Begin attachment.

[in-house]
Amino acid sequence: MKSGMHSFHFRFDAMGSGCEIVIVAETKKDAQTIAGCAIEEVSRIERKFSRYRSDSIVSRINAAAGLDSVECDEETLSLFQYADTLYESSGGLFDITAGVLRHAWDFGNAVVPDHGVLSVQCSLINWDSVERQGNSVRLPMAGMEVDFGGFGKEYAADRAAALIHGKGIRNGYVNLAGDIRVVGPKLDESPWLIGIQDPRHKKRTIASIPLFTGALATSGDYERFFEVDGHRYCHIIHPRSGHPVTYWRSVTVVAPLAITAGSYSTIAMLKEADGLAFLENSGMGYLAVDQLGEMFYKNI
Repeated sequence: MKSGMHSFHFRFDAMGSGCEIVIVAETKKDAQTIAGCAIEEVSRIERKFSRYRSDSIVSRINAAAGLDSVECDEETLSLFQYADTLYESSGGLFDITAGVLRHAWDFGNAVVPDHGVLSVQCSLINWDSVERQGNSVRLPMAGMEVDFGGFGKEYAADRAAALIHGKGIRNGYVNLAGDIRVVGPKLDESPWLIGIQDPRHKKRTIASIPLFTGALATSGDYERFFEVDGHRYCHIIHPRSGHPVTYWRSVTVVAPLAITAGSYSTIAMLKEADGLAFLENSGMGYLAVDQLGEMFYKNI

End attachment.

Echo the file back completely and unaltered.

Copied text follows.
[in-house]
Amino acid sequence: MKSGMHSFHFRFDAMGSGCEIVIVAETKKDAQTIAGCAIEEVSRIERKFSRYRSDSIVSRINAAAGLDSVECDEETLSLFQYADTLYESSGGLFDITAGVLRHAWDFGNAVVPDHGVLSVQCSLINWDSVERQGNSVRLPMAGMEVDFGGFGKEYAADRAAALIHGKGIRNGYVNLAGDIRVVGPKLDESPWLIGIQDPRHKKRTIASIPLFTGALATSGDYERFFEVDGHRYCHIIHPRSGHPVTYWRSVTVVAPLAITAGSYSTIAMLKEADGLAFLENSGMGYLAVDQLGEMFYKNI
Repeated sequence: MKSGMHSFHFRFDAMGSGCEIVIVAETKKDAQTIAGCAIEEVSRIERKFSRYRSDSIVSRINAAAGLDSVECDEETLSLFQYADTLYESSGGLFDITAGVLRHAWDFGNAVVPDHGVLSVQCSLINWDSVERQGNSVRLPMAGMEVDFGGFGKEYAADRAAALIHGKGIRNGYVNLAGDIRVVGPKLDESPWLIGIQDPRHKKRTIASIPLFTGALATSGDYERFFEVDGHRYCHIIHPRSGHPVTYWRSVTVVAPLAITAGSYSTIAMLKEADGLAFLENSGMGYLAVDQLGEMFYKNI